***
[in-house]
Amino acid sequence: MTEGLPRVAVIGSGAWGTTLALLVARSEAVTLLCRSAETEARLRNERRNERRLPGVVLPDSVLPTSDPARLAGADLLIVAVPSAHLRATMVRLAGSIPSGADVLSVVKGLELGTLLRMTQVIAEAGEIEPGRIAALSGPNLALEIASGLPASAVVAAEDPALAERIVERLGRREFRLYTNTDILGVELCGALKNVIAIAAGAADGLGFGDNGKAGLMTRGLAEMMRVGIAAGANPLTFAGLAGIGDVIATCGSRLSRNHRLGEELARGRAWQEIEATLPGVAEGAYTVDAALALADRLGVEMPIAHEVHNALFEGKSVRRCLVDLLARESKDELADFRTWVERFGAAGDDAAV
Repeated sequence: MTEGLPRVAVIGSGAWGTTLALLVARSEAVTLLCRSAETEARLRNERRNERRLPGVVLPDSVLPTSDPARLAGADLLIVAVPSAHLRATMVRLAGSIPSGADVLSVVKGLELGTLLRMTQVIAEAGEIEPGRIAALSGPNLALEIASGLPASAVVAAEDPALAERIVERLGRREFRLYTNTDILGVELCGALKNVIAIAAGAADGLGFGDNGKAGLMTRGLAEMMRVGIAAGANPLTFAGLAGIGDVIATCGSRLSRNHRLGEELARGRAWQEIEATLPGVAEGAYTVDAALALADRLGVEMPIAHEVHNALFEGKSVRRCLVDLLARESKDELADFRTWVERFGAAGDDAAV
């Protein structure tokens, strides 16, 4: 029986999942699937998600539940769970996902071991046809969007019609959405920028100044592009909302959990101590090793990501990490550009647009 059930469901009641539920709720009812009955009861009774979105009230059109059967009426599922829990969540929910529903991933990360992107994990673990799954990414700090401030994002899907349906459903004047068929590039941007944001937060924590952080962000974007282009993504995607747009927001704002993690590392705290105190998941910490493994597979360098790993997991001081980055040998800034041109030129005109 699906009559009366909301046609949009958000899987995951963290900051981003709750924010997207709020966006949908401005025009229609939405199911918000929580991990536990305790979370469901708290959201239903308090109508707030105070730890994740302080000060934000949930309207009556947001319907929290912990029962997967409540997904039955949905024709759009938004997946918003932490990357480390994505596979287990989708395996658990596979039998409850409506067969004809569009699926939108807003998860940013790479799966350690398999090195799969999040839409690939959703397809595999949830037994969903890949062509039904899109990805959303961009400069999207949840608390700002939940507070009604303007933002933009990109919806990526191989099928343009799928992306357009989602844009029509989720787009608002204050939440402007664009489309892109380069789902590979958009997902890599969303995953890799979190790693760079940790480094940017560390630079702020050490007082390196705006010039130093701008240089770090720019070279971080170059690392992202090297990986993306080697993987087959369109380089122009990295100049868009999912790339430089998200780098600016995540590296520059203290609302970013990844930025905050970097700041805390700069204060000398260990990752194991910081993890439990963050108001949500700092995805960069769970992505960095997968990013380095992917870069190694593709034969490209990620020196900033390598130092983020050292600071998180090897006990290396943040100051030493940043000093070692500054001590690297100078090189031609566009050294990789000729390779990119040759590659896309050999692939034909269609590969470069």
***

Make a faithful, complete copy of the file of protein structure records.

[in-house]
Amino acid sequence: MTEGLPRVAVIGSGAWGTTLALLVARSEAVTLLCRSAETEARLRNERRNERRLPGVVLPDSVLPTSDPARLAGADLLIVAVPSAHLRATMVRLAGSIPSGADVLSVVKGLELGTLLRMTQVIAEAGEIEPGRIAALSGPNLALEIASGLPASAVVAAEDPALAERIVERLGRREFRLYTNTDILGVELCGALKNVIAIAAGAADGLGFGDNGKAGLMTRGLAEMMRVGIAAGANPLTFAGLAGIGDVIATCGSRLSRNHRLGEELARGRAWQEIEATLPGVAEGAYTVDAALALADRLGVEMPIAHEVHNALFEGKSVRRCLVDLLARESKDELADFRTWVERFGAAGDDAAV
Repeated sequence: MTEGLPRVAVIGSGAWGTTLALLVARSEAVTLLCRSAETEARLRNERRNERRLPGVVLPDSVLPTSDPARLAGADLLIVAVPSAHLRATMVRLAGSIPSGADVLSVVKGLELGTLLRMTQVIAEAGEIEPGRIAALSGPNLALEIASGLPASAVVAAEDPALAERIVERLGRREFRLYTNTDILGVELCGALKNVIAIAAGAADGLGFGDNGKAGLMTRGLAEMMRVGIAAGANPLTFAGLAGIGDVIATCGSRLSRNHRLGEELARGRAWQEIEATLPGVAEGAYTVDAALALADRLGVEMPIAHEVHNALFEGKSVRRCLVDLLARESKDELADFRTWVERFGAAGDDAAV
């Protein structure tokens, strides 16, 4: 029986999942699937998600539940769970996902071991046809969007019609959405920028100044592009909302959990101590090793990501990490550009647009 059930469901009641539920709720009812009955009861009774979105009230059109059967009426599922829990969540929910529903991933990360992107994990673990799954990414700090401030994002899907349906459903004047068929590039941007944001937060924590952080962000974007282009993504995607747009927001704002993690590392705290105190998941910490493994597979360098790993997991001081980055040998800034041109030129005109 699906009559009366909301046609949009958000899987995951963290900051981003709750924010997207709020966006949908401005025009229609939405199911918000929580991990536990305790979370469901708290959201239903308090109508707030105070730890994740302080000060934000949930309207009556947001319907929290912990029962997967409540997904039955949905024709759009938004997946918003932490990357480390994505596979287990989708395996658990596979039998409850409506067969004809569009699926939108807003998860940013790479799966350690398999090195799969999040839409690939959703397809595999949830037994969903890949062509039904899109990805959303961009400069999207949840608390700002939940507070009604303007933002933009990109919806990526191989099928343009799928992306357009989602844009029509989720787009608002204050939440402007664009489309892109380069789902590979958009997902890599969303995953890799979190790693760079940790480094940017560390630079702020050490007082390196705006010039130093701008240089770090720019070279971080170059690392992202090297990986993306080697993987087959369109380089122009990295100049868009999912790339430089998200780098600016995540590296520059203290609302970013990844930025905050970097700041805390700069204060000398260990990752194991910081993890439990963050108001949500700092995805960069769970992505960095997968990013380095992917870069190694593709034969490209990620020196900033390598130092983020050292600071998180090897006990290396943040100051030493940043000093070692500054001590690297100078090189031609566009050294990789000729390779990119040759590659896309050999692939034909269609590969470069």